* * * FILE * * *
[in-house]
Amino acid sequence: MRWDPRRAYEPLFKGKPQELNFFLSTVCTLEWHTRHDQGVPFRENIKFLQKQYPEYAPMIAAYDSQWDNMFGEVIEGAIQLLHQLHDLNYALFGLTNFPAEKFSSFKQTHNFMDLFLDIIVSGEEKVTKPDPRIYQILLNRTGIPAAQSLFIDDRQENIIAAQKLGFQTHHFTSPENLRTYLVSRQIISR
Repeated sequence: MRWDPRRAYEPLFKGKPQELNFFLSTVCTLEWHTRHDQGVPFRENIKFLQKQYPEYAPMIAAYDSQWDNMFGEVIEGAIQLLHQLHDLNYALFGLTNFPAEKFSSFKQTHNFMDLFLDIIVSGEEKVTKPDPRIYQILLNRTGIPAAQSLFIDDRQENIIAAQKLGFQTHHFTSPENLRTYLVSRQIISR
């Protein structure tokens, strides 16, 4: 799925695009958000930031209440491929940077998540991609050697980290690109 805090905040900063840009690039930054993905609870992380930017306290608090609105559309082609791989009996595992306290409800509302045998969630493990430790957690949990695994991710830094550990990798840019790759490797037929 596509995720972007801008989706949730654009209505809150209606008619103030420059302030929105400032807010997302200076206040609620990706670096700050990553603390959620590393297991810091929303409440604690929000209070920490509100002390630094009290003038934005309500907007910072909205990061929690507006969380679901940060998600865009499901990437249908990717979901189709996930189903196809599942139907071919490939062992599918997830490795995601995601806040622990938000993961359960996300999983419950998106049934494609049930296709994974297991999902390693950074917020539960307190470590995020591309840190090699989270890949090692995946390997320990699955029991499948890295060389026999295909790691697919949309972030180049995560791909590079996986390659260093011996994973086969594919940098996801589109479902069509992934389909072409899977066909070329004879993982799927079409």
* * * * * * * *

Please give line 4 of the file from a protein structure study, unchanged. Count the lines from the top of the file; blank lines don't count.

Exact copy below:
């Protein structure tokens, strides 16, 4: 799925695009958000930031209440491929940077998540991609050697980290690109 805090905040900063840009690039930054993905609870992380930017306290608090609105559309082609791989009996595992306290409800509302045998969630493990430790957690949990695994991710830094550990990798840019790759490797037929 596509995720972007801008989706949730654009209505809150209606008619103030420059302030929105400032807010997302200076206040609620990706670096700050990553603390959620590393297991810091929303409440604690929000209070920490509100002390630094009290003038934005309500907007910072909205990061929690507006969380679901940060998600865009499901990437249908990717979901189709996930189903196809599942139907071919490939062992599918997830490795995601995601806040622990938000993961359960996300999983419950998106049934494609049930296709994974297991999902390693950074917020539960307190470590995020591309840190090699989270890949090692995946390997320990699955029991499948890295060389026999295909790691697919949309972030180049995560791909590079996986390659260093011996994973086969594919940098996801589109479902069509992934389909072409899977066909070329004879993982799927079409």